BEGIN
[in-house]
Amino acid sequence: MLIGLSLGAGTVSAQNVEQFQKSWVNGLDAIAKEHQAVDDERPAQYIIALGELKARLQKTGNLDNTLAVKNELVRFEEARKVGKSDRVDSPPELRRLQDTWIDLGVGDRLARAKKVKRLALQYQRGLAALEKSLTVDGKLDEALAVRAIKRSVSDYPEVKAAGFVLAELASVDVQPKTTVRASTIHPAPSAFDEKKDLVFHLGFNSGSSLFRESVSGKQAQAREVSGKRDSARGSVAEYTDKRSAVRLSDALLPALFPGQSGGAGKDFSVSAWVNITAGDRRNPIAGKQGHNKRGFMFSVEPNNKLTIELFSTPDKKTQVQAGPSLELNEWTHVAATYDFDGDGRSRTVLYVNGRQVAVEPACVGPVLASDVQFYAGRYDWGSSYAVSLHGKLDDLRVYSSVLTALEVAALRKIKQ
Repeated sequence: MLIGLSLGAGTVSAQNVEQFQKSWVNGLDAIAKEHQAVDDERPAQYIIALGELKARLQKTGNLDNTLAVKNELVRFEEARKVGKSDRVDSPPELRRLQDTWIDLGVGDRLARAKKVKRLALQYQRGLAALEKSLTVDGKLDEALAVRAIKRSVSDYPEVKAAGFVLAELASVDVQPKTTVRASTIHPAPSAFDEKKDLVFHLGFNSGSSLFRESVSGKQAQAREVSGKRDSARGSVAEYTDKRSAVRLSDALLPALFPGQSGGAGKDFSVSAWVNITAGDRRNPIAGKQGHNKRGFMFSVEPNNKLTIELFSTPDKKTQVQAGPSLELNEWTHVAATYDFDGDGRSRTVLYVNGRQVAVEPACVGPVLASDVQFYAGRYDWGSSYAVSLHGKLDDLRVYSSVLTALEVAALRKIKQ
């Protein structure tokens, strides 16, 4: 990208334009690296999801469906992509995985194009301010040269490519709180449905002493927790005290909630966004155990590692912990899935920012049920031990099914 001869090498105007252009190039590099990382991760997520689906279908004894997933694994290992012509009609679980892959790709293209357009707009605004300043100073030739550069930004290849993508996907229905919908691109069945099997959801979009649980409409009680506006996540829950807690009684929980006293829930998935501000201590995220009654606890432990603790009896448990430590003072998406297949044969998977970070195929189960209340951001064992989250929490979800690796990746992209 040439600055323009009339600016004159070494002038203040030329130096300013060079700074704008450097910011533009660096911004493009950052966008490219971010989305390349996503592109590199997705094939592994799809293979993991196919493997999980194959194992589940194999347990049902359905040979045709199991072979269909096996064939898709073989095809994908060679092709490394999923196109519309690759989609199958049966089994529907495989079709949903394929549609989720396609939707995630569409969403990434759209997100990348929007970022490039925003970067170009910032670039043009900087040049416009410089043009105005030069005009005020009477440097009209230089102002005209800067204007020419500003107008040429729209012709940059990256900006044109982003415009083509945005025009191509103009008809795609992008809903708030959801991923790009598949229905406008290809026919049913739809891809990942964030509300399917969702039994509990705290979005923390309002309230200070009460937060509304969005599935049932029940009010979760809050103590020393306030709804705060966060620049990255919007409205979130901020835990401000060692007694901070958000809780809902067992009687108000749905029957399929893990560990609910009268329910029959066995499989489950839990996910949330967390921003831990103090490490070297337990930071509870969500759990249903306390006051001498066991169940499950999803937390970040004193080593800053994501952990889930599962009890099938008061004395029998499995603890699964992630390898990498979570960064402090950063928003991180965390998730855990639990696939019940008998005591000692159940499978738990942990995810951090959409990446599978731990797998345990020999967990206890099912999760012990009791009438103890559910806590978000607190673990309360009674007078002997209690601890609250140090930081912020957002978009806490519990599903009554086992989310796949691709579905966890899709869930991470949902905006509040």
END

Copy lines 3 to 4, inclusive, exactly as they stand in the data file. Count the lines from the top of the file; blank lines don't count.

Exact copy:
Repeated sequence: MLIGLSLGAGTVSAQNVEQFQKSWVNGLDAIAKEHQAVDDERPAQYIIALGELKARLQKTGNLDNTLAVKNELVRFEEARKVGKSDRVDSPPELRRLQDTWIDLGVGDRLARAKKVKRLALQYQRGLAALEKSLTVDGKLDEALAVRAIKRSVSDYPEVKAAGFVLAELASVDVQPKTTVRASTIHPAPSAFDEKKDLVFHLGFNSGSSLFRESVSGKQAQAREVSGKRDSARGSVAEYTDKRSAVRLSDALLPALFPGQSGGAGKDFSVSAWVNITAGDRRNPIAGKQGHNKRGFMFSVEPNNKLTIELFSTPDKKTQVQAGPSLELNEWTHVAATYDFDGDGRSRTVLYVNGRQVAVEPACVGPVLASDVQFYAGRYDWGSSYAVSLHGKLDDLRVYSSVLTALEVAALRKIKQ
């Protein structure tokens, strides 16, 4: 990208334009690296999801469906992509995985194009301010040269490519709180449905002493927790005290909630966004155990590692912990899935920012049920031990099914 001869090498105007252009190039590099990382991760997520689906279908004894997933694994290992012509009609679980892959790709293209357009707009605004300043100073030739550069930004290849993508996907229905919908691109069945099997959801979009649980409409009680506006996540829950807690009684929980006293829930998935501000201590995220009654606890432990603790009896448990430590003072998406297949044969998977970070195929189960209340951001064992989250929490979800690796990746992209 040439600055323009009339600016004159070494002038203040030329130096300013060079700074704008450097910011533009660096911004493009950052966008490219971010989305390349996503592109590199997705094939592994799809293979993991196919493997999980194959194992589940194999347990049902359905040979045709199991072979269909096996064939898709073989095809994908060679092709490394999923196109519309690759989609199958049966089994529907495989079709949903394929549609989720396609939707995630569409969403990434759209997100990348929007970022490039925003970067170009910032670039043009900087040049416009410089043009105005030069005009005020009477440097009209230089102002005209800067204007020419500003107008040429729209012709940059990256900006044109982003415009083509945005025009191509103009008809795609992008809903708030959801991923790009598949229905406008290809026919049913739809891809990942964030509300399917969702039994509990705290979005923390309002309230200070009460937060509304969005599935049932029940009010979760809050103590020393306030709804705060966060620049990255919007409205979130901020835990401000060692007694901070958000809780809902067992009687108000749905029957399929893990560990609910009268329910029959066995499989489950839990996910949330967390921003831990103090490490070297337990930071509870969500759990249903306390006051001498066991169940499950999803937390970040004193080593800053994501952990889930599962009890099938008061004395029998499995603890699964992630390898990498979570960064402090950063928003991180965390998730855990639990696939019940008998005591000692159940499978738990942990995810951090959409990446599978731990797998345990020999967990206890099912999760012990009791009438103890559910806590978000607190673990309360009674007078002997209690601890609250140090930081912020957002978009806490519990599903009554086992989310796949691709579905966890899709869930991470949902905006509040």